Dry weather is needed as maize harvest approaches
2:48pm Tuesday 8th October 2013 in Latest News
Studying weather forecasts has taken time out of work this week, as maize harvest looms on the horizon.
We have had little rain recently, with a mere 53.5mm during September including 22.5mm falling on one day.
However, it has been a real mixture – warm with sunshine, periods of cloud and drizzle, stillness and wind, and an electrical storm one night which woke us all up.
We now need some dry conditions to enable the maize to be gathered and ensiled without bringing mud out of the fields onto the roads.
Contractors are booked to harvest our maize as the process requires a forage harvester with a maize header. The trouble is, at this time of year all farmers with forage maize want their crop cut and ensiled at roughly the same time. During the week the clamp has been prepared, making sure the floor is clean and the sides lined with plastic sheeting.
This week, while Ruth was having a well-earned day off, Natalie did milk recording while Richard milked.
Natalie said that if I wanted a photo she would prefer I took it at the start, before she became splattered with cow poo! This happens because she has to stoop down to collect a milk sample from outlet points, situated close to the ground behind each cow.
After laboratory analysis, the results showed the level of udder infection in the herd is low, which is good.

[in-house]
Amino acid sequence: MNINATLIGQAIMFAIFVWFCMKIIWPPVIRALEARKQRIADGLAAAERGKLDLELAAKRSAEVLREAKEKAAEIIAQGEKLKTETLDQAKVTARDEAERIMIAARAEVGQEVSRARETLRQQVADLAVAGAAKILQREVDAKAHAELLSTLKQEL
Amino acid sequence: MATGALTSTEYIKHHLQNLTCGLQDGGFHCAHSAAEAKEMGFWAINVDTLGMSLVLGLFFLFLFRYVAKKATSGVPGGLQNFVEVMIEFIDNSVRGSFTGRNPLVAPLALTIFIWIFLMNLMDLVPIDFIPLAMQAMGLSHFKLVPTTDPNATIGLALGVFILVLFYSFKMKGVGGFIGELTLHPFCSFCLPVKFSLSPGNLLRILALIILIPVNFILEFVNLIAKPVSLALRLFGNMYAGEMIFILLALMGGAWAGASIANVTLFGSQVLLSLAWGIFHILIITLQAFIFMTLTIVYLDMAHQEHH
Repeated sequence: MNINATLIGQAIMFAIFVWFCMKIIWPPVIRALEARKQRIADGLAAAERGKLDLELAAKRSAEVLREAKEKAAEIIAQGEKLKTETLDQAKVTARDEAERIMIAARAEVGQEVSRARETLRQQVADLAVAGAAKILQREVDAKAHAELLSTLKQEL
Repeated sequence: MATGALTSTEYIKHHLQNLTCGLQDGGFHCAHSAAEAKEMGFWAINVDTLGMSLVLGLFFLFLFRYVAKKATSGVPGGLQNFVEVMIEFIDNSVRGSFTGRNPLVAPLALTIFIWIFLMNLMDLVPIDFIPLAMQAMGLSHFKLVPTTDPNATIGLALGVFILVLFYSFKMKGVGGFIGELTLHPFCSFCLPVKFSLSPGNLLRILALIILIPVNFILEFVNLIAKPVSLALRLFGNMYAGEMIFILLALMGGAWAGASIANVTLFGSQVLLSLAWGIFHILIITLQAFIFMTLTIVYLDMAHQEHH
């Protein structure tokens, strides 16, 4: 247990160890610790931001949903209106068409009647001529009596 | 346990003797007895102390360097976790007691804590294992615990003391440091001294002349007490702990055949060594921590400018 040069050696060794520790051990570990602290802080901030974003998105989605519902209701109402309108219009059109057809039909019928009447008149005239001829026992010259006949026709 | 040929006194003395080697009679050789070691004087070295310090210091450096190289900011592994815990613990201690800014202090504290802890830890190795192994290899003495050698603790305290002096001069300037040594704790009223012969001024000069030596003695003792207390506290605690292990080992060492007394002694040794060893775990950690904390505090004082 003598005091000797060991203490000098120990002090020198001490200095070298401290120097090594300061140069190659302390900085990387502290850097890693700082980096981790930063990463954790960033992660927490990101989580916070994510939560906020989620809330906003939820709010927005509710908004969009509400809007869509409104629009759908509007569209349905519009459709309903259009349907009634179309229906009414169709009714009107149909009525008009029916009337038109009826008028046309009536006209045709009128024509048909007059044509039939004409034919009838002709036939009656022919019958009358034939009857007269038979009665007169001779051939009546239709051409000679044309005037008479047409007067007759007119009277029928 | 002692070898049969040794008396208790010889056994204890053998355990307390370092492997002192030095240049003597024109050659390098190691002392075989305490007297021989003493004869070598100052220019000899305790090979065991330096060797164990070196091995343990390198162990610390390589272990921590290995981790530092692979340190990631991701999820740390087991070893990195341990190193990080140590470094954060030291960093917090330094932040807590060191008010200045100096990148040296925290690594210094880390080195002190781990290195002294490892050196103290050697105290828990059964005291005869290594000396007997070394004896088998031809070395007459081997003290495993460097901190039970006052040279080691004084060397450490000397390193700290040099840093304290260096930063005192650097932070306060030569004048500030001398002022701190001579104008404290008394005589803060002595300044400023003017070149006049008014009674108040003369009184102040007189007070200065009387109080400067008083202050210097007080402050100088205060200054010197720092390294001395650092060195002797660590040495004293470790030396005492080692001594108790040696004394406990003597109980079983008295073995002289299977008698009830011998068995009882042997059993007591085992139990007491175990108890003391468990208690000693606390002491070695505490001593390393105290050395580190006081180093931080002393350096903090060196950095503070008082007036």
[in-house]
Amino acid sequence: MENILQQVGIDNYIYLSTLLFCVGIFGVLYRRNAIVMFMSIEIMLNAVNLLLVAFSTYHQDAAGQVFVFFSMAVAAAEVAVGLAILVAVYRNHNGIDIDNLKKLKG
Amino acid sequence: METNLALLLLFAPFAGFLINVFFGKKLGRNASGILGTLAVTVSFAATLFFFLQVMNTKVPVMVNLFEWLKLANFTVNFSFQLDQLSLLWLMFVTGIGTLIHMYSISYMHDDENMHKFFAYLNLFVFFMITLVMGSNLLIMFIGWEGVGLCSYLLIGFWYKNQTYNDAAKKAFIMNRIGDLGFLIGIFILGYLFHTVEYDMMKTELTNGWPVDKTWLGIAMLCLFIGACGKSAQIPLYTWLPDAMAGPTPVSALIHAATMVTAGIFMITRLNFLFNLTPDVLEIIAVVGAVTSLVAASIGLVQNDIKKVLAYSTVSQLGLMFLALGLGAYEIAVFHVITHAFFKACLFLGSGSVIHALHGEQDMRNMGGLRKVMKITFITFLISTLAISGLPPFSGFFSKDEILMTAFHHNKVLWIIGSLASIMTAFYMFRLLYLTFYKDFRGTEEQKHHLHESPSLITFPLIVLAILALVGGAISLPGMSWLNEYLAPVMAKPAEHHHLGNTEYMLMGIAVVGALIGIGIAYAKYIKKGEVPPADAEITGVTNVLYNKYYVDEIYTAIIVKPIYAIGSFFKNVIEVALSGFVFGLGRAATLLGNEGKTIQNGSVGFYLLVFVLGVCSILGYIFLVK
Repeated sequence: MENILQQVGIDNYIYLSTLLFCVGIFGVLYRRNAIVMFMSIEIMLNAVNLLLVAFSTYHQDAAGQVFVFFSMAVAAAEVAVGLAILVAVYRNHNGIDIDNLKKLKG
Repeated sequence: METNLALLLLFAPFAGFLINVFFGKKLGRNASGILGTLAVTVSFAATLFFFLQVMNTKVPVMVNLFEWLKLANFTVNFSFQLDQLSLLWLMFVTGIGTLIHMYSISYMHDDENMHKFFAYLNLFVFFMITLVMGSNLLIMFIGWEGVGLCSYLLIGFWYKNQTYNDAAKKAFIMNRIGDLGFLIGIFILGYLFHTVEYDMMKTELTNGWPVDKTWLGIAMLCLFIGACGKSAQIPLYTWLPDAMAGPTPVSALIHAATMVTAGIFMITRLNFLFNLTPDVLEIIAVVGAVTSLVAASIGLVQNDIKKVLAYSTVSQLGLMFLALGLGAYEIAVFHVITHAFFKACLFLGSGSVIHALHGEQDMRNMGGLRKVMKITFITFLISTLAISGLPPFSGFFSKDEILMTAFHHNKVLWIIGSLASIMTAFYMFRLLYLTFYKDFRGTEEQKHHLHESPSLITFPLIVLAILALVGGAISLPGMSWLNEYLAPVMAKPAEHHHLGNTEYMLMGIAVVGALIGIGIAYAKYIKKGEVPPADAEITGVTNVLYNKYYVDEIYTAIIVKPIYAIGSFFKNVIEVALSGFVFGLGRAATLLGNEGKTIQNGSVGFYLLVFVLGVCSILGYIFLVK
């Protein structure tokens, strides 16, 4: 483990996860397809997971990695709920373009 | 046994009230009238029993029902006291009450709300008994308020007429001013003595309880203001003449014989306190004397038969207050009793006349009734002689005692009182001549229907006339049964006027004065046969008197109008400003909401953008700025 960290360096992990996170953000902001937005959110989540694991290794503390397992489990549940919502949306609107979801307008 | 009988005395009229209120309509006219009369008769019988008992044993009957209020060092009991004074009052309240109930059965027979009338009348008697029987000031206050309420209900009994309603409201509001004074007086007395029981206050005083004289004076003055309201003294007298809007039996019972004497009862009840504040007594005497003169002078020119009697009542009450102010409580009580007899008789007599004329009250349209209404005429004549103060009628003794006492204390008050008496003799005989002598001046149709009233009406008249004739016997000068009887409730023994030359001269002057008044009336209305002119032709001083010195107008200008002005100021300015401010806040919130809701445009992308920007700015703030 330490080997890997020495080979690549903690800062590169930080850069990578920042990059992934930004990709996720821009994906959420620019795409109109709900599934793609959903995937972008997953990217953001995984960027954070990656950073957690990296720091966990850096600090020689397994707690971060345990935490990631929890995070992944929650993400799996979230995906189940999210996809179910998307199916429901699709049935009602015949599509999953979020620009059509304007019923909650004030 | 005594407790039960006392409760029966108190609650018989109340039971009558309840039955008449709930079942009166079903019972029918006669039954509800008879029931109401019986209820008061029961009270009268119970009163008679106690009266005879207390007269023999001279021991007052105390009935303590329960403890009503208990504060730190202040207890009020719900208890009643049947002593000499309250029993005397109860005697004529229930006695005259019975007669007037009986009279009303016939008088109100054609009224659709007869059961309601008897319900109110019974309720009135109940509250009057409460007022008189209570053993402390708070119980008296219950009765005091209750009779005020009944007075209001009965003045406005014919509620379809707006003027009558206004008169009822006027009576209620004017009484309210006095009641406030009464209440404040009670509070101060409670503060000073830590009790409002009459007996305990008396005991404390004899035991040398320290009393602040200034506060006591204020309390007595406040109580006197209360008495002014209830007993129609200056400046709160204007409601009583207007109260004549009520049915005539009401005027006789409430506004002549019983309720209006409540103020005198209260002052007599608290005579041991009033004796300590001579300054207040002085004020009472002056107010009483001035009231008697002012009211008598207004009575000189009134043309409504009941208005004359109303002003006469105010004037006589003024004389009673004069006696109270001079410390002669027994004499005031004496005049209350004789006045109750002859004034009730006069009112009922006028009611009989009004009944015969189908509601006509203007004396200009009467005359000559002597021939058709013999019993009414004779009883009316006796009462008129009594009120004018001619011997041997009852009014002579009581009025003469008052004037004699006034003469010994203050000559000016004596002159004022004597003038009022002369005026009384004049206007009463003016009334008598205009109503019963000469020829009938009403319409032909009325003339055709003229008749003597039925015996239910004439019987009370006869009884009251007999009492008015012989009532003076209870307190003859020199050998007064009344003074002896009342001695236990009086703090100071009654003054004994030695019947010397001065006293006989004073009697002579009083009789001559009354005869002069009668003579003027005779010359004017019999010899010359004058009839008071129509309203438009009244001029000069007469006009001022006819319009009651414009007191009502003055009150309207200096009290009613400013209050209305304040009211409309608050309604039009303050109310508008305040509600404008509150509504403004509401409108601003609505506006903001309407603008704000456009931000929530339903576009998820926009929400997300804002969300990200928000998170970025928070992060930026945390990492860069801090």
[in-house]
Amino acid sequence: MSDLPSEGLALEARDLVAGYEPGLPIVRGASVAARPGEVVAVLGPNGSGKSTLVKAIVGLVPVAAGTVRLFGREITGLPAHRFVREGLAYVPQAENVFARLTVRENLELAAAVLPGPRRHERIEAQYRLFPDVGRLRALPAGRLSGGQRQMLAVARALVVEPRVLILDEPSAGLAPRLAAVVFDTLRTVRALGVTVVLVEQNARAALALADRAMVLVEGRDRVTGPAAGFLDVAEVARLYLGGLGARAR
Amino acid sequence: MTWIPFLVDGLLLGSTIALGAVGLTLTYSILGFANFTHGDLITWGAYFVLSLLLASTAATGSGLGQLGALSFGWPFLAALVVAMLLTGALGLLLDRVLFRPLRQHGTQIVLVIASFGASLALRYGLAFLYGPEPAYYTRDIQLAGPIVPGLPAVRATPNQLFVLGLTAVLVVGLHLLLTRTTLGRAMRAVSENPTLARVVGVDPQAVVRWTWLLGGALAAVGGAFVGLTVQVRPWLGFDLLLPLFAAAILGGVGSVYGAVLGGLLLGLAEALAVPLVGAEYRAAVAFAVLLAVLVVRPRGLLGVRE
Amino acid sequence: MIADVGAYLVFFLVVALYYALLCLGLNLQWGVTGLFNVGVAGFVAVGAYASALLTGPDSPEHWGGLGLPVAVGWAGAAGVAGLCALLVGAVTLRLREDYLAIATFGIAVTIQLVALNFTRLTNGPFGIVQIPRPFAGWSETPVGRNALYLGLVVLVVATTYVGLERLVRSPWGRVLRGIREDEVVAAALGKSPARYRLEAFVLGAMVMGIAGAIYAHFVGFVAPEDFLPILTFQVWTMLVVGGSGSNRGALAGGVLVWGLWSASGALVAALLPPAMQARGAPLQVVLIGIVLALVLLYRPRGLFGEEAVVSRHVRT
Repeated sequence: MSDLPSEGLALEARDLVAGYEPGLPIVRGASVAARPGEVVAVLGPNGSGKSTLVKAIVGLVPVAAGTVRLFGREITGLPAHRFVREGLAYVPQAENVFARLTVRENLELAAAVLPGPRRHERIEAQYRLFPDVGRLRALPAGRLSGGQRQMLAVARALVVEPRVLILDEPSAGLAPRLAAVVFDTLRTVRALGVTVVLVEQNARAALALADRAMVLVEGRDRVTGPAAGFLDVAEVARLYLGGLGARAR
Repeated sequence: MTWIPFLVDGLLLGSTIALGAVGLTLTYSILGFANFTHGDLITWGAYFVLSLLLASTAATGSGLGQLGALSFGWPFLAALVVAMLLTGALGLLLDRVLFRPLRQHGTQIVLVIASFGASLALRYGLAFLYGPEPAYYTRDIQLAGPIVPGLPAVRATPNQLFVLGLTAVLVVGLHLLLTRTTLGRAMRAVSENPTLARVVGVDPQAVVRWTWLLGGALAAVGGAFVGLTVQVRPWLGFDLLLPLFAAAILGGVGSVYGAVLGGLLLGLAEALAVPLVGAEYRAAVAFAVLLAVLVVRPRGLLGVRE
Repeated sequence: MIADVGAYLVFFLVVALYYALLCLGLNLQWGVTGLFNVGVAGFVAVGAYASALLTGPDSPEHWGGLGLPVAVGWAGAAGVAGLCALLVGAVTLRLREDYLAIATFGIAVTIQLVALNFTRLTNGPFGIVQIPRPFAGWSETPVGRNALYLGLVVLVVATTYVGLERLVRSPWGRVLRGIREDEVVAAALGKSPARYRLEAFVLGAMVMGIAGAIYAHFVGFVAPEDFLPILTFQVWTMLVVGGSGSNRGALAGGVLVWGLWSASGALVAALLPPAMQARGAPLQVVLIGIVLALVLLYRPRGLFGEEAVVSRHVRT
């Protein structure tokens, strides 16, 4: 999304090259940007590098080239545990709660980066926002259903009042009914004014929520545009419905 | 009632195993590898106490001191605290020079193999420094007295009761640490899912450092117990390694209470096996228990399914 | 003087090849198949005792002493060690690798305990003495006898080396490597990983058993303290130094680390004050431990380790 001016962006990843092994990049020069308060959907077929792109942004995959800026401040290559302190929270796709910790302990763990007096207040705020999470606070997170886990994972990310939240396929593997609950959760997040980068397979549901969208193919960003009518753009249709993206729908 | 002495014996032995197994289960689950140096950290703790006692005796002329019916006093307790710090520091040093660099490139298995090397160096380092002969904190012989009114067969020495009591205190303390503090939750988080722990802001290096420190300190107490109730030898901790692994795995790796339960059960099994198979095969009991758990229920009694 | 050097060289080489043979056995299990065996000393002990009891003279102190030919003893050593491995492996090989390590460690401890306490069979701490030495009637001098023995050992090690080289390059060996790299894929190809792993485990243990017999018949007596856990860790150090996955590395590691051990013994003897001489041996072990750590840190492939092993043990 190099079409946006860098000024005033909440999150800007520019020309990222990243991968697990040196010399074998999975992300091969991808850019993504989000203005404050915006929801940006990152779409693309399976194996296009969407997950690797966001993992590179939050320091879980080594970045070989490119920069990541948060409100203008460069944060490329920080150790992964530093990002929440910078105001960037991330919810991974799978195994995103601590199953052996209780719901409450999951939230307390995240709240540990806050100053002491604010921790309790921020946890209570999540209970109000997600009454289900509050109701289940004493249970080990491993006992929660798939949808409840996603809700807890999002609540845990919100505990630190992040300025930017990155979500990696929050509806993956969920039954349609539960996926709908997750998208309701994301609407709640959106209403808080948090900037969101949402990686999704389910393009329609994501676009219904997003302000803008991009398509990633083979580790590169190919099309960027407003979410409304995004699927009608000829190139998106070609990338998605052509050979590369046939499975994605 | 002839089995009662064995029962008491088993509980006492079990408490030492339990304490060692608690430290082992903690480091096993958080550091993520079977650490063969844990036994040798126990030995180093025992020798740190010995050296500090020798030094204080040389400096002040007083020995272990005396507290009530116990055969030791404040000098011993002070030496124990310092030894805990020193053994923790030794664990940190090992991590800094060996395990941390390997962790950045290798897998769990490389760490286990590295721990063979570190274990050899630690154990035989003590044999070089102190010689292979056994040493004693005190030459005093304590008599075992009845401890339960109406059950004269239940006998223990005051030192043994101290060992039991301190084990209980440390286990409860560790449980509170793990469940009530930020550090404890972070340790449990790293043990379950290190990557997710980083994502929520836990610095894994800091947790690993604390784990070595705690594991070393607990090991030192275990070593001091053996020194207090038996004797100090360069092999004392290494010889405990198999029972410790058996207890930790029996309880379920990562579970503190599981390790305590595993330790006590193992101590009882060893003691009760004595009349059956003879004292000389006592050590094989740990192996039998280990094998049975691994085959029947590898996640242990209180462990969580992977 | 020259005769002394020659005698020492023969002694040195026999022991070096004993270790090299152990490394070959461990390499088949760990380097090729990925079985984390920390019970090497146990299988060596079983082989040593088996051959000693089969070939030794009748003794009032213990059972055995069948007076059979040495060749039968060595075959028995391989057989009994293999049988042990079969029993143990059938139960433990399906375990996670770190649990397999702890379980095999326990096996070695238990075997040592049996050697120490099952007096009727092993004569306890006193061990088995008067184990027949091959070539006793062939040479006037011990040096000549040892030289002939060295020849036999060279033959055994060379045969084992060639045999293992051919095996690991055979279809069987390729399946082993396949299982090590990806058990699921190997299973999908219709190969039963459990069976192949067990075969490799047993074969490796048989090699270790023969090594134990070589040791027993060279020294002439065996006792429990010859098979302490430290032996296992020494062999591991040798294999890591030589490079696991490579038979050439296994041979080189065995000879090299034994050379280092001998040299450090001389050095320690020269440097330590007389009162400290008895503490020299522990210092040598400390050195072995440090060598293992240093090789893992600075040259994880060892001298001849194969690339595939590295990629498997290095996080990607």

Richard has now completed all the land work for the time being so he thought it would be an opportunity to update our herd pedigree register. This takes some time, as all the identification details of each newborn heifer calf have to be recorded in a book with that of their sire and dam. Things became a little muddled at one point, so Richard called an agent from Holstein UK to visit us to help sort things out.
There have been a few repair jobs to do. The straw chopper, used to bed up the cubicles, needed several blades replacing. This is a difficult process and needs both Richard and Ian to complete the task. And there was a water leak with water escaping from a spur off the main line into the farm.
Then, as Richard was doing an afternoon milking, dirty water started to come back via a drain and flood the pit in the milking parlour. It then took Richard and Ian two hours to clear the blockage, so tea was late that night.
On Stowell Farm, the small herd of Simmental /Aberdeen Angus suckler cows and calves was given its routine TB test. Melissa helped Kevin and Mark to pen the cattle for testing on Monday morning, not such an easy job as it is with dairy cows, which are handled regularly. Testing passed without incidents, so it was then just an anxious three-day wait for the result. On Thursday, the test sites on the cows’ necks were examined. Fortunately, the cattle showed no sign of infection so the farm remains clear of TB and can trade normally.
Another job was to sort the ewes into their family groups prior to introducing the rams. During the sorting process they were colour-coded and wormed, before being put into fields where the selected rams will soon be introduced.
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